Moodle User Groups – staff love them!

I decided to write about something that has gotten a lot of positive feedback from our staff and has been very helpful to Moodle users in our district. We called them “Moodle User Groups” (MUGs).

A little background on Moodle in our district: 2 years ago a grant was written to implement Moodle into our district. Since Moodle itself is free, the grant funds provided for the server hardware, training, staff development, etc. To make a long story short we made Moodle completely voluntary and available to certain groups of people (per the grant). All users who would be editing courses had to get mandatory training.

The Moodle User Group idea came after some of the initial trainings and we were trying to think of ways to support and help our Moodle users as they began their Moodle journey. We decided that the most useful thing we could give to users after the initial training was “time” and one on one support while they were working.

A Moodle User Group session consisted of

  • 2 or 3 hour paid “work time” session
  • no agenda
  • limit of 8 attendees
  • 2 Moodle trainers

All attendees must have gone through an initial beginner Moodle training before attending a MUG because these sessions were for users who already had an understanding of Moodle and how to edit a course, so they could just dig in and work on their course.  The reason there was a limit on the attendees was so we could be more one on one and help users with their specific questions. This was helpful for users because often times they would run into small (sometimes big) issues that prevented them from going on to the next step. With help right there for them they could quickly get their issue solved and move on, whereas if they were working at home or school they would’ve had to stop and email the question or just say whatever and not do it (which happens a lot!).

As teachers attended the sessions and found them useful they began signing up for dates with their colleagues who taught the same subject. This created a lot of collaboration and really helped spread the word about Moodle.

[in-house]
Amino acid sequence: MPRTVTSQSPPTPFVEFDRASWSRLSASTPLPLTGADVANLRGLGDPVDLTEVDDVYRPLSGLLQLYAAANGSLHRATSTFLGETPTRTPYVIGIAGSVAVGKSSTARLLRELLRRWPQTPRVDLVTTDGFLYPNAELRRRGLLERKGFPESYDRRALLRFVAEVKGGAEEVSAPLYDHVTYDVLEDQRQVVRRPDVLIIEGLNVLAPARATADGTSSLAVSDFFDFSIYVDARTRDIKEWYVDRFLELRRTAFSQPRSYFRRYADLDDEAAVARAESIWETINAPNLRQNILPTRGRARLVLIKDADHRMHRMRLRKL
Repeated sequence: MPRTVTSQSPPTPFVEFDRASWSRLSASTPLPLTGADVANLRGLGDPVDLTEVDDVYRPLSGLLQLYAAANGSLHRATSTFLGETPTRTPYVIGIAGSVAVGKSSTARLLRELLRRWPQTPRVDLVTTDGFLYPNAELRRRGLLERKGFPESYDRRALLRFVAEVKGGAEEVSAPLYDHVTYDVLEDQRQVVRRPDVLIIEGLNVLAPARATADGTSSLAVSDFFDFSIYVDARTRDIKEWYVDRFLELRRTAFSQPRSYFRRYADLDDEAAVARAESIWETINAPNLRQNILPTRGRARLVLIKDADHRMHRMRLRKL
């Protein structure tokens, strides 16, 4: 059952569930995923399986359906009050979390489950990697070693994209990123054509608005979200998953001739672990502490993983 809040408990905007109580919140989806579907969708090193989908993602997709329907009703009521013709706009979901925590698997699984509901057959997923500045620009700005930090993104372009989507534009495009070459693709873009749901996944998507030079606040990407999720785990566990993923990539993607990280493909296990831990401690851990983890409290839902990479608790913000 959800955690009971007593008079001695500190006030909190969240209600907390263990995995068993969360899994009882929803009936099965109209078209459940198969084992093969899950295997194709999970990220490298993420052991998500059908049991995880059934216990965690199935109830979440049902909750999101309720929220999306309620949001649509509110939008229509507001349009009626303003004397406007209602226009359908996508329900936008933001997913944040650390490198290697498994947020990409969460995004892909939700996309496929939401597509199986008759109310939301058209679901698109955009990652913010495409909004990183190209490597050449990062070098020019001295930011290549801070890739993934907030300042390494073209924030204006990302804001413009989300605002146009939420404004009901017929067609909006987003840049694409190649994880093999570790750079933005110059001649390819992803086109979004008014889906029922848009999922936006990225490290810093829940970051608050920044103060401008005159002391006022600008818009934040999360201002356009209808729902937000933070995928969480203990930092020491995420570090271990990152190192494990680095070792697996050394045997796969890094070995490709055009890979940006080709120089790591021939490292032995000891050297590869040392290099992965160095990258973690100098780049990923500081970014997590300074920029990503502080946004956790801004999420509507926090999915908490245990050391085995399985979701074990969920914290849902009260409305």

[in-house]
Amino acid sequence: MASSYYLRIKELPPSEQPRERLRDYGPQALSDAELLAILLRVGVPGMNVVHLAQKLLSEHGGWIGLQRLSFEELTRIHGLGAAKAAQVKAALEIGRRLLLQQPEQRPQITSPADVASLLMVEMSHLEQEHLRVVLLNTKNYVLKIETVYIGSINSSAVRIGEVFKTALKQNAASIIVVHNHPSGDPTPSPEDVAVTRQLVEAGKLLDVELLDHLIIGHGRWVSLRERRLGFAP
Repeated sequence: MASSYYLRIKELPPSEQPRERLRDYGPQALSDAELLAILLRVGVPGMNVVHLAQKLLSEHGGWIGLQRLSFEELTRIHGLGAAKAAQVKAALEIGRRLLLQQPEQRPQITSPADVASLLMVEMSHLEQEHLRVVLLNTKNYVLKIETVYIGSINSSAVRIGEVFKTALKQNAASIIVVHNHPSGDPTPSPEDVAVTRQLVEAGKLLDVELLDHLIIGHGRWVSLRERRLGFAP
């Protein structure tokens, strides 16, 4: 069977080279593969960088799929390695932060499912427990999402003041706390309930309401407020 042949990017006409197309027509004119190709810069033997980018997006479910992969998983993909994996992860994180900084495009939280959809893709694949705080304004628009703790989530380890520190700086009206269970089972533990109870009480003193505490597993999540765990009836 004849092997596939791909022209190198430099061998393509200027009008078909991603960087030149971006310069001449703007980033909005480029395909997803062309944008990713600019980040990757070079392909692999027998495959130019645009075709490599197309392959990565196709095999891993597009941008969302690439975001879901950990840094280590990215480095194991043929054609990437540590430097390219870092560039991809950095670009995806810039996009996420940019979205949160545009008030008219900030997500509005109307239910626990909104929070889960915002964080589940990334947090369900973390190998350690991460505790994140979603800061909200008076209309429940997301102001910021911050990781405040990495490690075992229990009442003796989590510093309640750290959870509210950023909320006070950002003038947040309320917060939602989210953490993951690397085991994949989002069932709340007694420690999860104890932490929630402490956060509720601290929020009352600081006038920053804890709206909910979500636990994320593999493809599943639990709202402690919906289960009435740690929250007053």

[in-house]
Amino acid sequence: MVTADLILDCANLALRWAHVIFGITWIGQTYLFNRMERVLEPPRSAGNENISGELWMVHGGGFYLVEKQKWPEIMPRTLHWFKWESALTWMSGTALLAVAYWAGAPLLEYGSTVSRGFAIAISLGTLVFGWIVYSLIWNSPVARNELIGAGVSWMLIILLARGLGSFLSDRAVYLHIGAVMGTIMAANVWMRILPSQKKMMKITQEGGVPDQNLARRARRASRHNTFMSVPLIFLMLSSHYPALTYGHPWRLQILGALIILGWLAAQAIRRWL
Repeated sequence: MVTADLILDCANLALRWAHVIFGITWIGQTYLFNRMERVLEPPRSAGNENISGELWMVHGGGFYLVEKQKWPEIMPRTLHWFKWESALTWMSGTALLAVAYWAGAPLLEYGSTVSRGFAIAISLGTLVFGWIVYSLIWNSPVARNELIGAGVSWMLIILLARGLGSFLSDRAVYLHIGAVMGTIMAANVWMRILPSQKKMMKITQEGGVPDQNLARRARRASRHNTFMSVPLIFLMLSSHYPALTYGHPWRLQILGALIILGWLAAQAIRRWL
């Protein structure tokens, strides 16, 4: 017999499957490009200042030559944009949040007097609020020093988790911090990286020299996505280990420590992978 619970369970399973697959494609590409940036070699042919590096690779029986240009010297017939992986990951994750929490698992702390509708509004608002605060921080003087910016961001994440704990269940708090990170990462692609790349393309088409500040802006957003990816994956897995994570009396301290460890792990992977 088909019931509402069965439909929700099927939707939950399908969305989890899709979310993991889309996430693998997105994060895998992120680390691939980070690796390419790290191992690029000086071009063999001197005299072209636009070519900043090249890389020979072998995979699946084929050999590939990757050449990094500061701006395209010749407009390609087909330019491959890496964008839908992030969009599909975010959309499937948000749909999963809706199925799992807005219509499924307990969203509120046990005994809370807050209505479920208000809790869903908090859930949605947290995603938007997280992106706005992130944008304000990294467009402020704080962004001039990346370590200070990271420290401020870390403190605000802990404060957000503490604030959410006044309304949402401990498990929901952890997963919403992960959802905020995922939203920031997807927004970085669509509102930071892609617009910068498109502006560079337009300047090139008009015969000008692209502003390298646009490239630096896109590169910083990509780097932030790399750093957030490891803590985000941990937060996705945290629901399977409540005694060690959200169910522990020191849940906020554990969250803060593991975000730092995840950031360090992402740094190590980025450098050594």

MUGs were not only great for staff, they were great for the Moodle trainers as well. As a Moodle online instant no fax payday loans admin, I don’t have the same experiences as a teacher since I do not actually have students, grade assignments, etc.  As I mentioned earlier many users run into issues that they just overlook and don’t inquire about because it’s not important enough, they don’t have the time or they think it can’t be changed. Throughout all of the MUGs I heard about issues that I wouldn’t have heard otherwise. And chances are if 2 out of 8 users have the same question or issue there are dozens more in the district with that very same question or issue.

The big “kicker” for MUGs is the “paid” part. Chances are we wouldn’t have had the same success if the sessions weren’t paid. We were able to pay staff with funds from the grant. Money is always an issue and it’s not always there but if you are planning a Moodle implementation I highly suggest planning for paid staff development like these MUGs.

Moodle Logo

As we all know many teachers nowadays already feel overwhelmed and like they don’t have time for anything new. Why would they spend time transferring lessons and course work that are already made into a tool like Moodle? We won’t go over that answer here as we all know the benefits of Moodle, but after the initial training and they see the possibilities the next step is giving them “time”. I think a tool like Moodle really needs some sort of small group work time. One reason is because Moodle is a very robust tool and it takes some time to get comfortable. Another reason is because it takes a bit of up front work and if a teacher doesn’t have the time or support to get started after their initial training it will be hard to jump back into it a month or two later.

So, to sum it up Moodle User Groups were a huge hit in our district and were very useful for our users. It created some great collaboration, enabled teachers to create well developed, engaging courses and they created some pretty advanced Moodle users as well. I will leave you with a quote from a teacher at a MUG who was half-joking as she said “Whoa! I just learned two great things! That’s more than any other workshop I’ve been to!

Navigation in Moodle 2.0 – your ideas?

Have you any ideas how Moodle navigation (including blocks, layout and themes) can be improved? [read more]

From, Helen Foster writes a post about the navigation in Moodle 2.0. Read more and see what Martin Dougiamas says about solutions.

Wish Moodle had a certain feature? Make it happen!

From Announcements:

Have you any ideas for new features you’d like included in Moodle? If so, please see our documentation New feature ideas for information on the process of how ideas can be turned into reality.

Now is a particularly good time to come up with ideas for new features, as we’re hoping to take part in Google Summer of Code 2009, so we need lots of great ideas for student projects. Please see the discussion Wanted: New feature ideas for GSOC projects in the general developer forum for more details.


A few links to check out!

Blog posts from The Global Classroom